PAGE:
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IT WAS ONE of those short-sleeve days, the sky blue and cloudless as spring finally made its arrival on a warm, gentle breeze; it was a week-ending day too ideal, too seductive to squander indoors. Just a short drive away, on the tiny and picturesque campus of Northwood University, a doubleheader was scheduled.

I phoned my grandson, who had been freed from the classroom by some magic called teacher–in-service day, and suggested we go watch a little baseball. An eight-year-old sports fanatic, Price eagerly accepted my invitation and said he would be waiting in his driveway, shooting baskets.

Northwood, hidden away on the outskirts of the Dallas suburb of Cedar Hill, is one of those under-the-radar universities where 919 undergraduates quietly work toward business degrees in a bucolic setting. The 43-year-old campus is bordered by carved-out hillsides and is shaded by ancient trees; were it not for the array of modern buildings and student housing, it would look more like a nature center than an academic outpost. The university’s baseball team, the Knights, compete in the Red River Athletic Conference, a National Association of Intercollegiate Athletics league that is on the bottom rung of the college-sports pecking order.

While the baseball field is beautifully manicured, there are no lights for night games. The wooden bleachers might accommodate 100 to 150 fans, and admission is free. It is rare for even the team’s scores to be printed in the Dallas Morning News. Here, they play the game for the sheer joy of competition and for the welcome respite it offers from academic pursuits.

As young Price and I sat among a couple dozen other spectators (a few of the players’ girlfriends, a parent or two, a handful of faculty members, and one retiree with a friendly chocolate Lab on a leash), I was delighted by my grandson’s unabashed enthusiasm. He cheered the home team, pored over the single-page program listing the names and positions of the players, marveled at a towering home run that cleared the center-field fence (“Man, Papa, he smashed that one, didn’t he?”), chased down a couple of foul balls, and assured me that the chili dog from the student-operated concession stand was the best he’d ever had.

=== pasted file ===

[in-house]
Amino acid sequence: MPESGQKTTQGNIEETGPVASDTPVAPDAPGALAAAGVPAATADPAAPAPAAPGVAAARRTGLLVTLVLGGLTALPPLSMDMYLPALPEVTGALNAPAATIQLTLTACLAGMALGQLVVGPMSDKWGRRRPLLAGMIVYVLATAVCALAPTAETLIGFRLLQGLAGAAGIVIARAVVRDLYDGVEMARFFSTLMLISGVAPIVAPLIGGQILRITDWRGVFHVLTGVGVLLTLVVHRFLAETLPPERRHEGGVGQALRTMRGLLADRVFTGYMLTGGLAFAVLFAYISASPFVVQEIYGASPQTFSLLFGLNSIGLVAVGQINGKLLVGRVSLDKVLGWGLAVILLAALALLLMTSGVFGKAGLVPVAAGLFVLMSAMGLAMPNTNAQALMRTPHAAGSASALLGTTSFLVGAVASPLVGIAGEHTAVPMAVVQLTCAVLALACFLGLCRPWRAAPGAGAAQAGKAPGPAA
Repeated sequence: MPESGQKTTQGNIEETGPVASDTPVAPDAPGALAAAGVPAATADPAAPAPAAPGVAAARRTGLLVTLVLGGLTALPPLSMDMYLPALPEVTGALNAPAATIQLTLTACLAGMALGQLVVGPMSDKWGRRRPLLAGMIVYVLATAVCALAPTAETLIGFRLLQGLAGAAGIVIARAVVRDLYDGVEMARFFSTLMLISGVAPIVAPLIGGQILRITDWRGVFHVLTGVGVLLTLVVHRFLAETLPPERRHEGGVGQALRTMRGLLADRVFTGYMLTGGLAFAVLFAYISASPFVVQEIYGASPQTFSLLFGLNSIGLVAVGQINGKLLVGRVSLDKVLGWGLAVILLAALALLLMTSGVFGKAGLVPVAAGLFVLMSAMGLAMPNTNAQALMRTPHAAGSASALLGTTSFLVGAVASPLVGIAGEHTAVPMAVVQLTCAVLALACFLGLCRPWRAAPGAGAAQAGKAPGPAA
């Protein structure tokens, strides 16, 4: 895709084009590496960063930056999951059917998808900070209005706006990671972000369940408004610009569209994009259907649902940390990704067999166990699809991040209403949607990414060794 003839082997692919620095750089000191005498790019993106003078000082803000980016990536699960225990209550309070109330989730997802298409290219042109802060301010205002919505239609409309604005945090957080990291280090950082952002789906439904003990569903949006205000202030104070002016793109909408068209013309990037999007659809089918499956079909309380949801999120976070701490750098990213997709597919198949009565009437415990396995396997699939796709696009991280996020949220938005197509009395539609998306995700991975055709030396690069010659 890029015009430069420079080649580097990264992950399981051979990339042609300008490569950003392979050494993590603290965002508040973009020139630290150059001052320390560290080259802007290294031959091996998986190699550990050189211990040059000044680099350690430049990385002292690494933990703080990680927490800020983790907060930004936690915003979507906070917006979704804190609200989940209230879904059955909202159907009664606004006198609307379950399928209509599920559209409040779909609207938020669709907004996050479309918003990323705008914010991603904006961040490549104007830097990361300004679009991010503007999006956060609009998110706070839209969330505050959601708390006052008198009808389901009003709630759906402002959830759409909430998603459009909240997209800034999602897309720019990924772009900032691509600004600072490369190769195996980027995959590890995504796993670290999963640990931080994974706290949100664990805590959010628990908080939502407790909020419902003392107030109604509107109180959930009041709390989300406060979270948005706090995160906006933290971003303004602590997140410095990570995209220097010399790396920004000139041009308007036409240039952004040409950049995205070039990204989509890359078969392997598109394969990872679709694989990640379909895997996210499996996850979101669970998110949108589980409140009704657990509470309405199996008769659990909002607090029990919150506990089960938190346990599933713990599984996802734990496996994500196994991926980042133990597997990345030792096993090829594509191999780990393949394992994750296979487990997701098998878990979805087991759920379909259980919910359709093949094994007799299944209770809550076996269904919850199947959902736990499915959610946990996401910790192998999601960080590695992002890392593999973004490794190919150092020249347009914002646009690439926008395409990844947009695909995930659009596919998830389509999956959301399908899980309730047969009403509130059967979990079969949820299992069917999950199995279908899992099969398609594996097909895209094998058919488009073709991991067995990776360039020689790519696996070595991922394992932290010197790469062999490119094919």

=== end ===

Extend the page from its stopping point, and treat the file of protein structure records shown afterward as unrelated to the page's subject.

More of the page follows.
Following the first game, the Knights coach and several of his players quickly set up a portable table behind the home dugout, and soon, sandwich makings and fruit were spread for the athletes as a between-games snack. One of the Northwood players, noticing my admiring grandson, walked over to say hello. It was Christmas morning on a springtime afternoon. Price was blissfully wandering in his own field of dreams.

As time leisurely passed and thoughts of the outside world briefly disappeared, I answered a steady stream of questions from Price: “What’s their record so far this season? Did the players for the other team ride on the bus that’s parked across the way? What’s the coach saying to the pitcher? Did you think that was a hit or an error?”

And then there was his most important question: “When do they play again?” I silently knew we’d found our occasional getaway destination for the steadily warming weeks that lay ahead.

The sun had slid behind a nearby cliff as the second game ended with the Knights scoring a one-run victory over the visiting Oklahoma City University Stars. The teams had split the doubleheader. Lengthy shadows began to spread across the campus as my grandson watched the players walking toward the field house, where hot showers and continued celebration awaited. On the way to the car, we stopped at the nearby tennis court to briefly watch as a friendly doubles game was winding down. Then, I felt a tug at my arm. Price pointed toward the outdoor basketball court located next to a small stream that wound through the campus. “Nobody’s playing,” he observed. “My basketball is in the car.”

It wasn’t difficult to pick up on the not-too-subtle hint. We retrieved his ball and were soon engaged in our first game of H-O-R-S-E. It wasn’t even close; youth easily triumphed over age. Same with the second game. And the third.

Dinnertime, I knew, was fast approaching as the glorious day began to fade to evening gray. The baseball field was now empty, silent. The tennis players were gone. Somewhere across the way, students were settling in to study. It was just us -- an eight-year-old boy and an old man, breathing in the sweet smell of the new season, listening to the gentle sounds of the night birds as they began to welcome the fast-approaching darkness.

“Your grandmother’s cooking chicken and dumplings,” I mentioned as we began our departure.

“Can I eat at your house?” Price asked.

“If your mom and dad say it’s okay,” I replied, “you certainly can.”

On the short ride home, Price, tired but clearly content, sat admiring the foul ball he’d retrieved and been told he could keep. “This,” he said with that smile that never fails to melt my heart, “was really fun.”

A bit more experienced and worldly, I graded it higher: It was perfect.